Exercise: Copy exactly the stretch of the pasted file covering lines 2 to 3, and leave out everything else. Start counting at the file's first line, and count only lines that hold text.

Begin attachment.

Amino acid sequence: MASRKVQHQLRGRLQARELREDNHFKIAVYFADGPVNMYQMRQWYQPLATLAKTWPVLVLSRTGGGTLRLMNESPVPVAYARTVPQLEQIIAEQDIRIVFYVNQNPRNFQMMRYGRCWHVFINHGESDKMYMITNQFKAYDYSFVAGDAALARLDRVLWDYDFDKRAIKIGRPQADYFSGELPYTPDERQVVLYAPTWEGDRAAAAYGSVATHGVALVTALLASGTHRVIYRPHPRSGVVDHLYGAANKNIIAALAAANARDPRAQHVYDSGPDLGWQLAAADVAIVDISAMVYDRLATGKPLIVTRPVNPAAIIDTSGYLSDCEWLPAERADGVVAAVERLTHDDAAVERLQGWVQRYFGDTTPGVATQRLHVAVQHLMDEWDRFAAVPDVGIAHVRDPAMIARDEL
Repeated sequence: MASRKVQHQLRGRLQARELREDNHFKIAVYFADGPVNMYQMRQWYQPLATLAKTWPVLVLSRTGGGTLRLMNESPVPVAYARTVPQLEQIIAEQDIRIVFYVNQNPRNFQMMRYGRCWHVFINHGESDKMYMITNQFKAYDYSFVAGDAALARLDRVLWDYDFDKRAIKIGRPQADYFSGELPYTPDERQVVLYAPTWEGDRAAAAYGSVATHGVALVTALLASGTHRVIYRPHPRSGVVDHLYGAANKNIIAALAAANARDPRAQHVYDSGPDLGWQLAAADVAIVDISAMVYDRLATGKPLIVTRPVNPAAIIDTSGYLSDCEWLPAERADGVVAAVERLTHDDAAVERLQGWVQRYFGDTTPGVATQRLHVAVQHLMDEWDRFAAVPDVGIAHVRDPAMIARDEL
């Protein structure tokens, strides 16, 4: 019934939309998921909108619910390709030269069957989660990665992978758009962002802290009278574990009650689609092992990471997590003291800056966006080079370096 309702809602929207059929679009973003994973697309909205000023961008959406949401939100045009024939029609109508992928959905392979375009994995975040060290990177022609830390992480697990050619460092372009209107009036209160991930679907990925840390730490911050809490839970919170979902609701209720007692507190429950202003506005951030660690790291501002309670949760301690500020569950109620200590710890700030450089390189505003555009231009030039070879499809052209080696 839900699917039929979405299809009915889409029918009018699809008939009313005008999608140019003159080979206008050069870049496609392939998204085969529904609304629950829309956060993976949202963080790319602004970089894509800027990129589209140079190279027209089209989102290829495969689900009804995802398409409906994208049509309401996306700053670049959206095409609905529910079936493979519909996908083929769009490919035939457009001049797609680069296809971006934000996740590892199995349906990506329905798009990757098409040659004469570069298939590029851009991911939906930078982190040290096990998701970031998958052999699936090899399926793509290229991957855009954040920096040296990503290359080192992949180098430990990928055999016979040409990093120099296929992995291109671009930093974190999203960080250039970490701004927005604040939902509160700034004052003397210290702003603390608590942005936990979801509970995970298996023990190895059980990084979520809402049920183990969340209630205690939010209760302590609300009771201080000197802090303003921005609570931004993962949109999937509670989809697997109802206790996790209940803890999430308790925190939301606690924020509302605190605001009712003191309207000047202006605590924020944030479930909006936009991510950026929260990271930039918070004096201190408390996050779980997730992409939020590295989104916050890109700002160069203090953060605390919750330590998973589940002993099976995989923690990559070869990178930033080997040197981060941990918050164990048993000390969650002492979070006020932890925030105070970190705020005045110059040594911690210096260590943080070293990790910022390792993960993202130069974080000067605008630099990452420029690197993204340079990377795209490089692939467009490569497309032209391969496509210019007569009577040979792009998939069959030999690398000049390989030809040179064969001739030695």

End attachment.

Repeated sequence: MASRKVQHQLRGRLQARELREDNHFKIAVYFADGPVNMYQMRQWYQPLATLAKTWPVLVLSRTGGGTLRLMNESPVPVAYARTVPQLEQIIAEQDIRIVFYVNQNPRNFQMMRYGRCWHVFINHGESDKMYMITNQFKAYDYSFVAGDAALARLDRVLWDYDFDKRAIKIGRPQADYFSGELPYTPDERQVVLYAPTWEGDRAAAAYGSVATHGVALVTALLASGTHRVIYRPHPRSGVVDHLYGAANKNIIAALAAANARDPRAQHVYDSGPDLGWQLAAADVAIVDISAMVYDRLATGKPLIVTRPVNPAAIIDTSGYLSDCEWLPAERADGVVAAVERLTHDDAAVERLQGWVQRYFGDTTPGVATQRLHVAVQHLMDEWDRFAAVPDVGIAHVRDPAMIARDEL
């Protein structure tokens, strides 16, 4: 019934939309998921909108619910390709030269069957989660990665992978758009962002802290009278574990009650689609092992990471997590003291800056966006080079370096 309702809602929207059929679009973003994973697309909205000023961008959406949401939100045009024939029609109508992928959905392979375009994995975040060290990177022609830390992480697990050619460092372009209107009036209160991930679907990925840390730490911050809490839970919170979902609701209720007692507190429950202003506005951030660690790291501002309670949760301690500020569950109620200590710890700030450089390189505003555009231009030039070879499809052209080696 839900699917039929979405299809009915889409029918009018699809008939009313005008999608140019003159080979206008050069870049496609392939998204085969529904609304629950829309956060993976949202963080790319602004970089894509800027990129589209140079190279027209089209989102290829495969689900009804995802398409409906994208049509309401996306700053670049959206095409609905529910079936493979519909996908083929769009490919035939457009001049797609680069296809971006934000996740590892199995349906990506329905798009990757098409040659004469570069298939590029851009991911939906930078982190040290096990998701970031998958052999699936090899399926793509290229991957855009954040920096040296990503290359080192992949180098430990990928055999016979040409990093120099296929992995291109671009930093974190999203960080250039970490701004927005604040939902509160700034004052003397210290702003603390608590942005936990979801509970995970298996023990190895059980990084979520809402049920183990969340209630205690939010209760302590609300009771201080000197802090303003921005609570931004993962949109999937509670989809697997109802206790996790209940803890999430308790925190939301606690924020509302605190605001009712003191309207000047202006605590924020944030479930909006936009991510950026929260990271930039918070004096201190408390996050779980997730992409939020590295989104916050890109700002160069203090953060605390919750330590998973589940002993099976995989923690990559070869990178930033080997040197981060941990918050164990048993000390969650002492979070006020932890925030105070970190705020005045110059040594911690210096260590943080070293990790910022390792993960993202130069974080000067605008630099990452420029690197993204340079990377795209490089692939467009490569497309032209391969496509210019007569009577040979792009998939069959030999690398000049390989030809040179064969001739030695």